I tend to drink water more than sports drinks - but consume foods, gels and electrolyte capsules along with it. After about 5 hours of sports drink during an event it just gets very unpalatable for me, which leads to all sorts of other problems. Also, sports drinks with fructose seems to really mess with my (and other people) stomach. I use sports drinks as a periodic addition rather than a normal drink. But since things work differently for different people, try lots of things in training...
 

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Keep in mind that you body isn't capable of absorbing as much water as it can sweat out. You might wanna look it up but I think it can absorb like 25oz.'s per hour... The rest will just be pissed out.. sit in your gut and cause cramps etc..
 

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Correct

Locoman said:
Keep in mind that you body isn't capable of absorbing water as it is sweating it. You might wanna look it up but I think it's like 25oz.'s per hour... The rest will just be pissed out.. sid in your gut and casuse craps etc..
Locoman is right. Only about 25oz of fluid/hour can be absorbed under the best of conditions. Riding hard in hot conditions can lead to a loss of more than that. And here is the BIG PROBLEM: during exercise, once dehydrated, no amount of fluid intake can rehydrate you. The best you can do is stay at the same level of dehydration. (Strange as it sounds, dehydration affects the body so that you absorb even less fluid... so its a downward spiral that you just don't want to start.)
 

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Discussion Starter · #12 ·
Thanks.

I have some endurolytes (sp?) and I plan on bringing a bottle along w/ a concentrated sports drink (so I can drink it or not; depending on how my stomach feels) in addition to my camelback of pure water. I'm also bringing along a ton of gel shots and some trail mix (one of the few things that I seem able to digest during a long ride).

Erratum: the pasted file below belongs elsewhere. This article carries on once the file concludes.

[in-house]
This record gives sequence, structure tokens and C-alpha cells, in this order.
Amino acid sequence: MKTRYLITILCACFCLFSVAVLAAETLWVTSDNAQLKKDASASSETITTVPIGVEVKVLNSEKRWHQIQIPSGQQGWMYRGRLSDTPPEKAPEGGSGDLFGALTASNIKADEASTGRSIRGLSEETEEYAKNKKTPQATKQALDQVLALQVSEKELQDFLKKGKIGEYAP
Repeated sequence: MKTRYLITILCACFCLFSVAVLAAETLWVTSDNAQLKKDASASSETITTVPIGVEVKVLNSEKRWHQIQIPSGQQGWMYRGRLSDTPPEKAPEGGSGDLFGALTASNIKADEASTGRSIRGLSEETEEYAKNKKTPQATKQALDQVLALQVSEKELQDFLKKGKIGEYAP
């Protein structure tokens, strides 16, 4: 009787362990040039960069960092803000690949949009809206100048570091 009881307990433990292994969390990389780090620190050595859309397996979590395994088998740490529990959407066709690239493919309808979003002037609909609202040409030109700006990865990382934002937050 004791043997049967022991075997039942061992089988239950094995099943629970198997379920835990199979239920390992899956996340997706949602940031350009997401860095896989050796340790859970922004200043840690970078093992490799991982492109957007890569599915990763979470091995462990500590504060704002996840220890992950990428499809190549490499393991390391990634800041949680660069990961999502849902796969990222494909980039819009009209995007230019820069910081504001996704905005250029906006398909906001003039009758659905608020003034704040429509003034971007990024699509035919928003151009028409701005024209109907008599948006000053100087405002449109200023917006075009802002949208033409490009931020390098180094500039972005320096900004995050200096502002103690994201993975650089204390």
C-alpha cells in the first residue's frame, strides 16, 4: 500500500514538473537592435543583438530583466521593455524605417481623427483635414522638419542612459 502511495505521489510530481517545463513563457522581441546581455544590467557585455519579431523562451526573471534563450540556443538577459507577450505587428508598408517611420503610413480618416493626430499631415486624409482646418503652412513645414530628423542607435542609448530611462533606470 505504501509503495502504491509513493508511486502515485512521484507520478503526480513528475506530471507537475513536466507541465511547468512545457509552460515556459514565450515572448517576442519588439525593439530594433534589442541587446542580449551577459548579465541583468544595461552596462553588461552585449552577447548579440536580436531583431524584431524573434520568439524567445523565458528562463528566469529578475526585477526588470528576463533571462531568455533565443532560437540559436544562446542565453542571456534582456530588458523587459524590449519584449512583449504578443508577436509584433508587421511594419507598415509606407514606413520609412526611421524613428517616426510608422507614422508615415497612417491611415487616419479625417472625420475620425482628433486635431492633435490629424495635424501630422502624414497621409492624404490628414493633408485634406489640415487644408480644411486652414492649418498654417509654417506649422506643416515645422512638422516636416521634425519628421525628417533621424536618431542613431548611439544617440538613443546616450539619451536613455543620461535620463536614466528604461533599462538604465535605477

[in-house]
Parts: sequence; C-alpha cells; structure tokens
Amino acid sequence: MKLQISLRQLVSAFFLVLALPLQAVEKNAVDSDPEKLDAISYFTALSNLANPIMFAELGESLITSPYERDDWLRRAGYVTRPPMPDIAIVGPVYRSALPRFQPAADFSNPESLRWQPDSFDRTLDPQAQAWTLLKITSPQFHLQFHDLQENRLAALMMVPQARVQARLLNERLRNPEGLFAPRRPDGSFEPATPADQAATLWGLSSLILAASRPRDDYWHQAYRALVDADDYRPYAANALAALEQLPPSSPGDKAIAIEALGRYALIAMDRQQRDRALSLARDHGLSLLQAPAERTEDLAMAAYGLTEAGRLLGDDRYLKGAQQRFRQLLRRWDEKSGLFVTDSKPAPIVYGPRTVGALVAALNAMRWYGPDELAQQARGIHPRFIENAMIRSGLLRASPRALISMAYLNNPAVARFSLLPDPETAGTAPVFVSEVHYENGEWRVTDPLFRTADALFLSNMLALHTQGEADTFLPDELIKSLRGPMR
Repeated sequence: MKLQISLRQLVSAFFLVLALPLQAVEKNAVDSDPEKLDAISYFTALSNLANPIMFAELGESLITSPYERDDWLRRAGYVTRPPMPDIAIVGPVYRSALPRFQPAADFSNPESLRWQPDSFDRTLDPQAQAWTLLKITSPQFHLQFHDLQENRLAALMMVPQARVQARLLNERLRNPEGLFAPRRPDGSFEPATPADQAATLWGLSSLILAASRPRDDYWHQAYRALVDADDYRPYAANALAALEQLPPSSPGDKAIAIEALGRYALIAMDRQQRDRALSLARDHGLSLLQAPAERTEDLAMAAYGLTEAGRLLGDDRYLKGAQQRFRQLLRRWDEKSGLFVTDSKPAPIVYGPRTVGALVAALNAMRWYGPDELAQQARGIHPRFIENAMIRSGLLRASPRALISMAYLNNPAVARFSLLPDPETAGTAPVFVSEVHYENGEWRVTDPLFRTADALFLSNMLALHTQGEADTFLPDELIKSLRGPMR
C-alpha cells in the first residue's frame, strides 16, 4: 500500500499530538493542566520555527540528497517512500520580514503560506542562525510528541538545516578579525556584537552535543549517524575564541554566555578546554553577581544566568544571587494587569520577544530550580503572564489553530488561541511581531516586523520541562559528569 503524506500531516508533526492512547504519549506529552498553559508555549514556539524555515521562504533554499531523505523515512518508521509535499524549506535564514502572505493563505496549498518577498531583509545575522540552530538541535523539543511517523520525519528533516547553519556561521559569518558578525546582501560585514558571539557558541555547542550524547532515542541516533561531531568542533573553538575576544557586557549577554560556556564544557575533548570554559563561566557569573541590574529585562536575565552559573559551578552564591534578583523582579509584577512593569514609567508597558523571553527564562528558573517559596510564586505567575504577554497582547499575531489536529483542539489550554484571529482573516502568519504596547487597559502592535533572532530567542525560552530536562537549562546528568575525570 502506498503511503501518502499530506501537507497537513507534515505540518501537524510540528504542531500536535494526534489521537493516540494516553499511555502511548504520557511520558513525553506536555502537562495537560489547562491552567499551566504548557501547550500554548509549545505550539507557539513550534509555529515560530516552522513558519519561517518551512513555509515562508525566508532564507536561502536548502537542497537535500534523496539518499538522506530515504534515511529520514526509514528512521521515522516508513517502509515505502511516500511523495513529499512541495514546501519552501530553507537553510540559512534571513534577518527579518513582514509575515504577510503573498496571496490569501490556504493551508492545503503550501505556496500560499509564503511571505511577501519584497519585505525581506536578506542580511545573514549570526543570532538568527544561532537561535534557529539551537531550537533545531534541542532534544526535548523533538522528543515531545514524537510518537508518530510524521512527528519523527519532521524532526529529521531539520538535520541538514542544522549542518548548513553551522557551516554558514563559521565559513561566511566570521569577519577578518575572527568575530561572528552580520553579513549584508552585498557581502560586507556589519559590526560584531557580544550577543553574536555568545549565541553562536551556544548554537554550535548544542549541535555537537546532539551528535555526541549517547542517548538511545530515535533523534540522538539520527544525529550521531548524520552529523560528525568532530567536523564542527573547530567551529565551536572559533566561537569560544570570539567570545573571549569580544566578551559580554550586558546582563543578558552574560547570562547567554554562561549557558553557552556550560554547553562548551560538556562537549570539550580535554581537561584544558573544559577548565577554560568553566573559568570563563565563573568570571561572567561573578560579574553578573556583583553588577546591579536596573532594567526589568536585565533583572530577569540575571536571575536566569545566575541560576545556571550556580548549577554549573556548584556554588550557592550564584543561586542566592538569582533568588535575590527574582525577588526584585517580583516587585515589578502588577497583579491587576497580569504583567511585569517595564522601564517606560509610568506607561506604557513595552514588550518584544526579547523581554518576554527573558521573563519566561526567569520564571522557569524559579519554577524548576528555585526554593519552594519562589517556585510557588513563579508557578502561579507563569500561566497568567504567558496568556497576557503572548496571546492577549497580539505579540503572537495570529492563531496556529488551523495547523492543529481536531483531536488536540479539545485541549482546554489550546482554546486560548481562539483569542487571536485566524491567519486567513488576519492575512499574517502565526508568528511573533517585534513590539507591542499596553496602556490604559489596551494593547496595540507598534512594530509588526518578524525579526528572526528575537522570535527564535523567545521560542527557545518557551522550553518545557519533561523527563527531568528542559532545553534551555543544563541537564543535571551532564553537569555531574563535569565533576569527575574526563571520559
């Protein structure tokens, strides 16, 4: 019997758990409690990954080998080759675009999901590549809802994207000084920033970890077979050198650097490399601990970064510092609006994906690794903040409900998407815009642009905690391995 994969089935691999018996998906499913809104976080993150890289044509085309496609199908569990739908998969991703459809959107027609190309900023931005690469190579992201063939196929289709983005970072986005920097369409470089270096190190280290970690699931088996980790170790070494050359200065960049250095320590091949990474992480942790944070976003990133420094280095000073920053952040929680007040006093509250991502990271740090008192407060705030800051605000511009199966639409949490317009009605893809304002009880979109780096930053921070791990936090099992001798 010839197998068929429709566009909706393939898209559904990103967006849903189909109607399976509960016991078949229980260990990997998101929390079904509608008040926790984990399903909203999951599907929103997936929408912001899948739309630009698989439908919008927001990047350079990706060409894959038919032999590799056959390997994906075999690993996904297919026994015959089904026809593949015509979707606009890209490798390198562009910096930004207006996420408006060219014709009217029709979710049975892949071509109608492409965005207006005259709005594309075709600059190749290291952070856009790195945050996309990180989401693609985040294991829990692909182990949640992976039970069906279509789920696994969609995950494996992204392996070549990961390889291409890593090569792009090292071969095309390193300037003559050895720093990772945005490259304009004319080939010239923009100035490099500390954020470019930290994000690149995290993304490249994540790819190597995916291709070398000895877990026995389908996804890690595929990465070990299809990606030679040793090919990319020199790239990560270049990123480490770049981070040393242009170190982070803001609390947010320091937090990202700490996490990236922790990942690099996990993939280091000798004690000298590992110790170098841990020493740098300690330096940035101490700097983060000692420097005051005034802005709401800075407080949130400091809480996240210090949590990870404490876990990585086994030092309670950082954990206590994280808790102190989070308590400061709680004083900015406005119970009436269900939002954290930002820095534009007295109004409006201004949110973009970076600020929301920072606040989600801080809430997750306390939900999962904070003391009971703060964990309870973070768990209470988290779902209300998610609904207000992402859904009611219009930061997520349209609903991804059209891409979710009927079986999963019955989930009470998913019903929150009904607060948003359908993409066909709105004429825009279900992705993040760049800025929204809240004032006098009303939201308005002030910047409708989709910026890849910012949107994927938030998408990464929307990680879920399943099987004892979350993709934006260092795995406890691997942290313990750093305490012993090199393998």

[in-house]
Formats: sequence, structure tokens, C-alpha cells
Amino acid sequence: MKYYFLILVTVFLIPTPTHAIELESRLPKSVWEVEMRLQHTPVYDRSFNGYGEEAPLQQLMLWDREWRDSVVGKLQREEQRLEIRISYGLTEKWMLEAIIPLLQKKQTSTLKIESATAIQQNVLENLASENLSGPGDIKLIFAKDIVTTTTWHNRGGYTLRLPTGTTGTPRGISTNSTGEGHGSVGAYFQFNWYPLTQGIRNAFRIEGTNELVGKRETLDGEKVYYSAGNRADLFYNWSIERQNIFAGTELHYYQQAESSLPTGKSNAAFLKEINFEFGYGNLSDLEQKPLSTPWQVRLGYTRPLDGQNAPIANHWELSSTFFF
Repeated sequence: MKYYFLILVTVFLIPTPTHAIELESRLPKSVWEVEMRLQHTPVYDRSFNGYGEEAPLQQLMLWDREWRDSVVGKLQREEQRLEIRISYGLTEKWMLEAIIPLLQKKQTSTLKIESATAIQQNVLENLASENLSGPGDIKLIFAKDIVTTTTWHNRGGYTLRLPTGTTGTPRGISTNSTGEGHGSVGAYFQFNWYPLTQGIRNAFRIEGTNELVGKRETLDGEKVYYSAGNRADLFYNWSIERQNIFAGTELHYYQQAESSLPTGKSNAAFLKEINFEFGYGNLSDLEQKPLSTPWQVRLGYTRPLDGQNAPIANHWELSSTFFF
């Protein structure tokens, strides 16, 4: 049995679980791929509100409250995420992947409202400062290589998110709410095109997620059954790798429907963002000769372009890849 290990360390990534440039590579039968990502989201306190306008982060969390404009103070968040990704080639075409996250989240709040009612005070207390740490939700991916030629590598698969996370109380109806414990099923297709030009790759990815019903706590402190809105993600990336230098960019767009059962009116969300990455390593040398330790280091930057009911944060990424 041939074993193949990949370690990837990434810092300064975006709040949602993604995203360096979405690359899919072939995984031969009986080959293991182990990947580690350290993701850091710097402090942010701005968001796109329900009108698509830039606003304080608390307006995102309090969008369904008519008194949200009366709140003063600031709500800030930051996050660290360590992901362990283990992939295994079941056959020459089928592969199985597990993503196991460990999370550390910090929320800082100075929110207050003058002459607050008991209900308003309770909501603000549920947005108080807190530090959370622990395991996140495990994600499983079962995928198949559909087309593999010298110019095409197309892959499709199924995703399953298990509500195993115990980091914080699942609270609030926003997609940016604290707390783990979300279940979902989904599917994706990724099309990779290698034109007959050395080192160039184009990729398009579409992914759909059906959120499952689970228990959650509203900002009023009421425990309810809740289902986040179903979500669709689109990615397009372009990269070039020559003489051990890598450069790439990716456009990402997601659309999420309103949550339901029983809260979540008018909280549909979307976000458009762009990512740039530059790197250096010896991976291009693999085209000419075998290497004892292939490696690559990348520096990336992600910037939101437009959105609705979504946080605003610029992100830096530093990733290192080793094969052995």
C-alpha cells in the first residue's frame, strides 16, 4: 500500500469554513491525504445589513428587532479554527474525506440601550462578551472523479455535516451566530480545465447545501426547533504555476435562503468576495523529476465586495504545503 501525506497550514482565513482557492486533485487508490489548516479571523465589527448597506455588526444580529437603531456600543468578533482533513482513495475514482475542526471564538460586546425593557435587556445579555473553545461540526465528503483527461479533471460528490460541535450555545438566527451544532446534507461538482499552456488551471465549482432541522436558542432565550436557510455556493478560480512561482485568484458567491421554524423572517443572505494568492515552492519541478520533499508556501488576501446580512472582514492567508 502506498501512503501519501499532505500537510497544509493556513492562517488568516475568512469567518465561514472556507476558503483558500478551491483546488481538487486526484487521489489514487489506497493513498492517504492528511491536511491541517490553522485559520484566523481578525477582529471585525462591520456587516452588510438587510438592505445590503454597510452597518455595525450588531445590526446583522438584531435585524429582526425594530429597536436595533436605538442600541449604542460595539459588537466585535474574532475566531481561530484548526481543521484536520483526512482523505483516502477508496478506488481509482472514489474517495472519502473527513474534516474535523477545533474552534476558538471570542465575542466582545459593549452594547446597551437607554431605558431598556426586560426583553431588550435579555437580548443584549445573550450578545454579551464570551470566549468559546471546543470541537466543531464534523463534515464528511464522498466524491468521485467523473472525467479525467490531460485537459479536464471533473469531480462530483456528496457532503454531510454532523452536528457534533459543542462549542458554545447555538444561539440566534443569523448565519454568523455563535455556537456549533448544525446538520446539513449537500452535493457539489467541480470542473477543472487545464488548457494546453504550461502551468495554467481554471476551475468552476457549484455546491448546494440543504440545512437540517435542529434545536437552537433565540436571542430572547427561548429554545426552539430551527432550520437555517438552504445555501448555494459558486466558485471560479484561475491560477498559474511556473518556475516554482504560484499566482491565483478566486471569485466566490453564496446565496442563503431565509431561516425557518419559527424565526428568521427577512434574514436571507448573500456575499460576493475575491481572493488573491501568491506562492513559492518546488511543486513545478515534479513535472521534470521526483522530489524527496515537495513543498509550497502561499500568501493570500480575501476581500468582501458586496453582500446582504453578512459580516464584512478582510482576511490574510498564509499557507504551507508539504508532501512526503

Now I just have to see if the hurricanes leave me alone....

Dave
 

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Knowing your body can only absorb a certain amount of water at a time, the best thing to do is drink tons of fluids long before you ever start your event. Make sure that you're always hydrated even when you're not about to ride. I know it seems strange, but if you watch the color of your urine every time you use the bathroom, you can have a pretty good guage of where you are...

... as a rule of thumb, the darker the color, the worse off you are. It should be clear at best (with the exception of some vitamins and other supplements -- I think iron pills can change the color).

Some college football trainers would actually have players drink pickle juice to help the body retain water. Doing something this extreme means that you need to then drink more water, but that's half the point. Back in my day (about 3 years ago), we would have electrolyte pills (we'd take 3 at a time) between each practice and weigh ourselves before and after each practice. I'd actually lose an average of 12-15 lbs a practice -- 3 times a day (I weighed about 185 then)! That's with me guzzling as much water as possible.

So, you're gonna lose water weight, just make sure that your body's prepared for it and you don't start off on a losing foot... and as a side note, it helps you have a clear complexion and smooth, glowing skin! hahaha
 

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A few thoughts: first of all, if you are REALLY losing 12 lbs, you are in a HEAP of trouble. You are talking about 5.45 liters of fluid, and that is life-threatening! So first and foremost, DRINK!

Second, although I LOVE hammergel, you will find a lot of pseudo-science on the ecaps website. I will take some endurolytes at times (seems like a LOT of samples being passed out lately, and I DID buy a bottle years ago) BUT the PRIMARY NEED is sodium. So you either need to eat a bunch of pretzels and such, OR take a salt tablet occasionally, OR add table salt to your drink. I have played with that, and can tolerate a small amount of added salt to gatorade. Take a small measuring spoon (1/8 or 1/4 teaspoon) and figure out how much you can add and still make the drink palatable. Actually, the best combo I've come across was a mixture of pretzels, M&M's, raisins, and peanuts that were given out at a century. Got everything: sugar, salt, fat, and a bit of protein...the major components needed.

Calcium and magnesium are lost in sweat...no question. I am just not convinced that you really need that much DURING an event. Ca and Mg supplements are a part of my daily regimen.